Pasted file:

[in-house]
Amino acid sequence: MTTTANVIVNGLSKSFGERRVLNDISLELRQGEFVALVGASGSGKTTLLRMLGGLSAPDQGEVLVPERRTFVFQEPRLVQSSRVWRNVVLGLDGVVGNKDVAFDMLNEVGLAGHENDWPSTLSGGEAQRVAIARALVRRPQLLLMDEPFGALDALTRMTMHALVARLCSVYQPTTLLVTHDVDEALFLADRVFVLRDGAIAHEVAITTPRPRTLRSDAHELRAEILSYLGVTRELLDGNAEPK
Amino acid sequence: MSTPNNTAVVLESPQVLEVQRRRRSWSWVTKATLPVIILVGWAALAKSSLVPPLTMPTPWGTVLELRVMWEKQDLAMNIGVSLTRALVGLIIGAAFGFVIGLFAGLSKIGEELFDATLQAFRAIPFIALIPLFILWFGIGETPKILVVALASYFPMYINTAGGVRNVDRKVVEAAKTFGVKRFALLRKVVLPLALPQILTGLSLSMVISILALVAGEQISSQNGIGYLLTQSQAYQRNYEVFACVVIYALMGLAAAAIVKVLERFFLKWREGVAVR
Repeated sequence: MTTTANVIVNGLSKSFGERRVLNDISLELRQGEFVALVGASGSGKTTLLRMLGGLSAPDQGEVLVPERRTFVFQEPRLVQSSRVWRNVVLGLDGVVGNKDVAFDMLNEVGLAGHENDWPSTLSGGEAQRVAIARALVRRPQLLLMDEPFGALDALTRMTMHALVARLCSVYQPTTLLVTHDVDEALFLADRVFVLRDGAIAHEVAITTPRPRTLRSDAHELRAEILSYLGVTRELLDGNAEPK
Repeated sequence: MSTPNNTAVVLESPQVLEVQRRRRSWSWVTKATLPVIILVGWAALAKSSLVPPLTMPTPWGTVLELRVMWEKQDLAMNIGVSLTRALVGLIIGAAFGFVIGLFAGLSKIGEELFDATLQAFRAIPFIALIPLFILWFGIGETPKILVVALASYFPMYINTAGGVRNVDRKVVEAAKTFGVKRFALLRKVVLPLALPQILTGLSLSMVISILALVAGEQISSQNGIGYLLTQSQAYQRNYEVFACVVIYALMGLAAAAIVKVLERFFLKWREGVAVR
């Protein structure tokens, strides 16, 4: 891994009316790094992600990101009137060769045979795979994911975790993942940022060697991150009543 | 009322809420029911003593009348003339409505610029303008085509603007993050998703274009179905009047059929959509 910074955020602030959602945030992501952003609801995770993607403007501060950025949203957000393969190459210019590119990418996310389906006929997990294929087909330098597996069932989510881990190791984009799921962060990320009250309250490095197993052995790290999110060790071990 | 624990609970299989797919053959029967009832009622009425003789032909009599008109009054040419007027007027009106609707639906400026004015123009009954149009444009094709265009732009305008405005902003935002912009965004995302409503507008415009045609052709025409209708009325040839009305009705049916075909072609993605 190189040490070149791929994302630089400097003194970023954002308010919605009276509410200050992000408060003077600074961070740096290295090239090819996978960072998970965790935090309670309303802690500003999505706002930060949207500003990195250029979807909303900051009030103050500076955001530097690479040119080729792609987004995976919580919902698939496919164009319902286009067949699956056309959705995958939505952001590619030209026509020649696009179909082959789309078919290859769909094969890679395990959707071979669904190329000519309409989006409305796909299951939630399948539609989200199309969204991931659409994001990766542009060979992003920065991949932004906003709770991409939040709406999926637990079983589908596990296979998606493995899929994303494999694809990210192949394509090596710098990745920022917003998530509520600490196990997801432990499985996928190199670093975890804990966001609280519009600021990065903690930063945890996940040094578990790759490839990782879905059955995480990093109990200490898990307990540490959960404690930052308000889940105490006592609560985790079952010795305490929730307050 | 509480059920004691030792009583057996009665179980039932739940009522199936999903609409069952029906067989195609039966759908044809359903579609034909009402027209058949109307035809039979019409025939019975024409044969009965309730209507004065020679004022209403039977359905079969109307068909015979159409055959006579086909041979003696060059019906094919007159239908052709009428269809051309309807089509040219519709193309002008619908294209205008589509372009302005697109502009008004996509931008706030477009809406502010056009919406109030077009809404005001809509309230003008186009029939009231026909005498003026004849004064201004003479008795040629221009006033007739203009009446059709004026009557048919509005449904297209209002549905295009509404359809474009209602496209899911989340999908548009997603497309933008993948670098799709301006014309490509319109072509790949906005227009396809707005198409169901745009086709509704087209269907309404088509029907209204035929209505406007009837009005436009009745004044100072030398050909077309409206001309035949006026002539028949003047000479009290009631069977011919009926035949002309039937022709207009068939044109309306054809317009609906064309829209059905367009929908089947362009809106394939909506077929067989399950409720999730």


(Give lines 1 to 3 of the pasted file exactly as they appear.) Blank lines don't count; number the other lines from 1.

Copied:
[in-house]
Amino acid sequence: MTTTANVIVNGLSKSFGERRVLNDISLELRQGEFVALVGASGSGKTTLLRMLGGLSAPDQGEVLVPERRTFVFQEPRLVQSSRVWRNVVLGLDGVVGNKDVAFDMLNEVGLAGHENDWPSTLSGGEAQRVAIARALVRRPQLLLMDEPFGALDALTRMTMHALVARLCSVYQPTTLLVTHDVDEALFLADRVFVLRDGAIAHEVAITTPRPRTLRSDAHELRAEILSYLGVTRELLDGNAEPK
Amino acid sequence: MSTPNNTAVVLESPQVLEVQRRRRSWSWVTKATLPVIILVGWAALAKSSLVPPLTMPTPWGTVLELRVMWEKQDLAMNIGVSLTRALVGLIIGAAFGFVIGLFAGLSKIGEELFDATLQAFRAIPFIALIPLFILWFGIGETPKILVVALASYFPMYINTAGGVRNVDRKVVEAAKTFGVKRFALLRKVVLPLALPQILTGLSLSMVISILALVAGEQISSQNGIGYLLTQSQAYQRNYEVFACVVIYALMGLAAAAIVKVLERFFLKWREGVAVR